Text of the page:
Law student body to address sexual harassment and bullying in 2021
While the onus should never be on our youngest lawyers, the Australian Law Students’ Association has made important steps in addressing and removing sexual harassment and bullying in the profession. Its president and immediate past president talked about their initiatives and plans for the future of the association with Protégé.
A major part of the profession’s problem with inappropriate behaviour is its culture and, while many are working towards improving legal workplaces, starting that change from the beginning can make a real difference. It’s part of the reason why the president and former president of the Australian Law Students Association (ALSA) are making plans.
Speaking on The Protégé Podcast’s inaugural episode, president Nicholas Tsekouras and immediate past president Margaret Cai spoke about their plans for addressing the misconduct at the student level with seminars, training and advocacy strategies.
“I think it’s probably one of the first things that we as students need to address to other students because a lot of us aren’t aware of the complexities and how rife these issues are across the legal profession,” Mr Tsekouras said, adding that raising awareness for these spaces may help future lawyers better identify and respond to misconduct.
Ms Cai said the association has wanted to give students a voice in this space who can then go on and promote advocacy and understanding in their own careers. She added that this discussion usually attracts critics who attack them for being “snowflakes” and unhelpfully tell them to either be quiet or to “harden up” to make it as lawyers.
“I think that really shows how out of touch a lot of people in the profession can be when 50 per cent of people are reporting that they have been bullied in the profession, [and] something like one-third are reporting they have been sexually harassed,” Ms Cai said of the negative, unnecessary criticisms.
“That’s a cultural norm. To sit down and shut up is not acceptable. It’s what has led us to this position in the first place.”
The ALSA has developed a working group with an advocacy focus to address how the issues in the profession affect young, studying lawyers. It will also be running a week-long advocacy program featuring seminars and sessions to address these behaviours, with the intention of hopefully making it an annual event. Going forward, ALSA affiliates will also have to demonstrate an understanding of these misconducts.
“It’s really important at this time that momentum continues,” Ms Cai said. “Bullying and sexual harassment don’t stand and stop with Dyson Heydon. We know the statistics, we know the data, we know the anecdotal evidence. It’s happening around us and so I think that continuation and momentum are imperative at all levels of the profession.”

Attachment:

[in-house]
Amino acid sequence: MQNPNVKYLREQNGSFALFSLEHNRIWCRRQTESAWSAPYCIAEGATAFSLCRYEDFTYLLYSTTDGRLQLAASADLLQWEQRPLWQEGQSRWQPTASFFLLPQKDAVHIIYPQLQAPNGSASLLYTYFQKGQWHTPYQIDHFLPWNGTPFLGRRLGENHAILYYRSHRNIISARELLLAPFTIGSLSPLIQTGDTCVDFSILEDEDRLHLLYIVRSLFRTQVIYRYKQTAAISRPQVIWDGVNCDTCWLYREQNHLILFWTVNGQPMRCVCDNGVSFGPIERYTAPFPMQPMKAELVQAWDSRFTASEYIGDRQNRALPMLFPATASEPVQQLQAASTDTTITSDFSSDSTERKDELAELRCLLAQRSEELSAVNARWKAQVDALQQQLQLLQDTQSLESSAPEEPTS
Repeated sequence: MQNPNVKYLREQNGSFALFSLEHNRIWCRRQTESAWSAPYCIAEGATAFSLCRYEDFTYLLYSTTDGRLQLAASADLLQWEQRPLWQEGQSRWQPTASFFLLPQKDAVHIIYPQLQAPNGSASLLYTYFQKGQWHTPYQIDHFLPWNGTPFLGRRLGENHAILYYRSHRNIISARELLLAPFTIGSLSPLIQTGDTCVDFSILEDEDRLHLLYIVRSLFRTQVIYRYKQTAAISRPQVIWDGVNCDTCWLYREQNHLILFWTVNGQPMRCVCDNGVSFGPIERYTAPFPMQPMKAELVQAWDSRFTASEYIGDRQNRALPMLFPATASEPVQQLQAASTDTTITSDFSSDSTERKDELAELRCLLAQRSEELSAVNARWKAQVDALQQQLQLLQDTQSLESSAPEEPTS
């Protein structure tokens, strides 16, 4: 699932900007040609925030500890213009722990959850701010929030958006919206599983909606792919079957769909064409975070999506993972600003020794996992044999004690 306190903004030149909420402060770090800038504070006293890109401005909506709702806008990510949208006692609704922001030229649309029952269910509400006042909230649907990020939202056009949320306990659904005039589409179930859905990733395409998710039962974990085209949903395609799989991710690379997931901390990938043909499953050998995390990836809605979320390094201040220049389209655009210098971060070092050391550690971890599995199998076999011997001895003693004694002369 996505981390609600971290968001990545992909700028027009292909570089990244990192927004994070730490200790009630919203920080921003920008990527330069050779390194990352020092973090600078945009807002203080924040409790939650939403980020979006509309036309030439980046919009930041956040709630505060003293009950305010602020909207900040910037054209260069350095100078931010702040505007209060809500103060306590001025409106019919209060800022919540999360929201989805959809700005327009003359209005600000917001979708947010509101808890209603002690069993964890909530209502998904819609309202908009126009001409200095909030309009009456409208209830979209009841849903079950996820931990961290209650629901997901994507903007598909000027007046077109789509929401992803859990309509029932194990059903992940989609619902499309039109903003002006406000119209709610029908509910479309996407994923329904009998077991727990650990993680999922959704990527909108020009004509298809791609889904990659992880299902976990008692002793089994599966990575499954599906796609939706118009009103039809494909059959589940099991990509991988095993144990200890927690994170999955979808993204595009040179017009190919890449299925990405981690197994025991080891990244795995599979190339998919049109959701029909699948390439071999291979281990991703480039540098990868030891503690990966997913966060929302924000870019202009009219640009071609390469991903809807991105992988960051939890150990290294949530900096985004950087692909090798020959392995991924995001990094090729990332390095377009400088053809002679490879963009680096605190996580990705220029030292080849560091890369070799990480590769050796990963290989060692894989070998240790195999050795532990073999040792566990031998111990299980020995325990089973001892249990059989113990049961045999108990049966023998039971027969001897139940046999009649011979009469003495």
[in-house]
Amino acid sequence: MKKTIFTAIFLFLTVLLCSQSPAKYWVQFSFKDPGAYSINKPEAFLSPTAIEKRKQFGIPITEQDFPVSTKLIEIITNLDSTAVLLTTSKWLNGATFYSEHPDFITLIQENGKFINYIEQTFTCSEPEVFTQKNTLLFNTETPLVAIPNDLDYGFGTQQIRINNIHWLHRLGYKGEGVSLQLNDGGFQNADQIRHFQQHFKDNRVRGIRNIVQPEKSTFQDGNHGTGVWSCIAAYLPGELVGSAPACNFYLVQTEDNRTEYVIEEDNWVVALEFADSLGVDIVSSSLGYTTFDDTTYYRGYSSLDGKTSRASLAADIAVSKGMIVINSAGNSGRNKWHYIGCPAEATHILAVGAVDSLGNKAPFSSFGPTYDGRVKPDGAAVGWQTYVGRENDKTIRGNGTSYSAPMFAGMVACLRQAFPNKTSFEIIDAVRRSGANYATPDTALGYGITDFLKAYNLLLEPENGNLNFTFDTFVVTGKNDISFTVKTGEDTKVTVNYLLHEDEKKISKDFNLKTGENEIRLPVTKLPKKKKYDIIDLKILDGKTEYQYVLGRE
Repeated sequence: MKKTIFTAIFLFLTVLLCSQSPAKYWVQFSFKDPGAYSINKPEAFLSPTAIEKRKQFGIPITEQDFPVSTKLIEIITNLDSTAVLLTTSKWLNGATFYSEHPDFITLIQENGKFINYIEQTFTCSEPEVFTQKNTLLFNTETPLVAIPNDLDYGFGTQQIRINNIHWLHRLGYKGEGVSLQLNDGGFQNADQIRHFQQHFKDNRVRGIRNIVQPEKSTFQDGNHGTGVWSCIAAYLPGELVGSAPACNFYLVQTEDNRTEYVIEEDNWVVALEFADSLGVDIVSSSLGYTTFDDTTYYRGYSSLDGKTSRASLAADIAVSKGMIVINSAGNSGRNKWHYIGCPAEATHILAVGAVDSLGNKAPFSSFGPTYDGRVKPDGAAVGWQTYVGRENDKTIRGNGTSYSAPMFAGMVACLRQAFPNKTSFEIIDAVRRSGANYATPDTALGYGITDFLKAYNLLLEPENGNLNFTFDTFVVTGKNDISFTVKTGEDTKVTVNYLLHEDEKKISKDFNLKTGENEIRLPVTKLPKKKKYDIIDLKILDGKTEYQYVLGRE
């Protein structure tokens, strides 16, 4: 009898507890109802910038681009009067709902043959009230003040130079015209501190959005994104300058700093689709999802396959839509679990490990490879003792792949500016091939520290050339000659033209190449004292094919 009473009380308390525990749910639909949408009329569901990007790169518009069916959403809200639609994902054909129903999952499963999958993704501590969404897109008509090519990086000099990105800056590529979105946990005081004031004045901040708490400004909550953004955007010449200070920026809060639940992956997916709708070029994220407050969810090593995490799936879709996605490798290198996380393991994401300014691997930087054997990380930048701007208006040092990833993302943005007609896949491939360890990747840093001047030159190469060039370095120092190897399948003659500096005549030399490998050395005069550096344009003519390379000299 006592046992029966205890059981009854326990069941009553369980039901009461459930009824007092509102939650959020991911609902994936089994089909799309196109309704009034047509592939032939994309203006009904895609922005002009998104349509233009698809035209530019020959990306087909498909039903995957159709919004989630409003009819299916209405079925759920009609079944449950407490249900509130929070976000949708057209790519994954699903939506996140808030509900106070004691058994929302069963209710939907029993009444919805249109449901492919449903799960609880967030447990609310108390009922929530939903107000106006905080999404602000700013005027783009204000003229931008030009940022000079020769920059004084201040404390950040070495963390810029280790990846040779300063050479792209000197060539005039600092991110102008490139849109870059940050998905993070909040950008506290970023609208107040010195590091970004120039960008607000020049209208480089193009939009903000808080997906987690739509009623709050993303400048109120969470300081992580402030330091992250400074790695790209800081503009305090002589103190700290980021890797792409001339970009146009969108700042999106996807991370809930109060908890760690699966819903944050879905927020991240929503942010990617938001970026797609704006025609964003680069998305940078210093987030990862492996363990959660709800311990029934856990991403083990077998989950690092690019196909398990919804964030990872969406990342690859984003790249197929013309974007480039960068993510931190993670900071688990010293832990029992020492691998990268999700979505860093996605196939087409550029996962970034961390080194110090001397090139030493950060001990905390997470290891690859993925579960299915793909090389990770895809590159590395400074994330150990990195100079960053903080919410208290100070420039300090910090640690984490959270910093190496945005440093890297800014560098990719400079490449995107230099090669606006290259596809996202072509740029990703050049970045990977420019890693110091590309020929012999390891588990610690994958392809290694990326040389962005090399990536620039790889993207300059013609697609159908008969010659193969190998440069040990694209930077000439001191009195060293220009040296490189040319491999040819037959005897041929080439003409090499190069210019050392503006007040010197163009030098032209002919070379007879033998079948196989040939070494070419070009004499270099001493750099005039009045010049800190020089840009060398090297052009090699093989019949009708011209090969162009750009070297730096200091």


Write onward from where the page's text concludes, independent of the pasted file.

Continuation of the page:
As for other accomplishments at the ALSA, Ms Cai said she is particularly proud of the memorandum of understanding with the Asian Law Students Association to give young lawyers the opportunity to compete in competitions and intern in parts of Asia.
Another thing is the advocacy around mental health, including the rollout of the mental health training in partnership with Legalsuper and the College of Law.
“It’s something that we’re really proud of because we know the statistics around mental health and it’s something that we just want to equip law students with the ability to then identify what a mentally healthy workplace looks like, what that might not look like, and the steps they can take to move forward,” Ms Cai said.
As for plans in 2021, new president Mr Tsekouras said he hopes to continue advocacy, particularly through misconduct and mental health. The ALSA hopes to develop a new policy around that, which will “hopefully be read by many, many law students”.
The ALSA also hopes to continue to create and continue existing events for students, particularly with COVID preventing many from going forward. While Mr Tsekouras said it would be a challenge, he said it will be “exciting to bring them into this day and age”.
In the first episode of The Protégé Podcast, we also talk through the Higher Education Bill, advice for new lawyers and more into mental health initiatives and future plans for the association. Listen to that and much more here.
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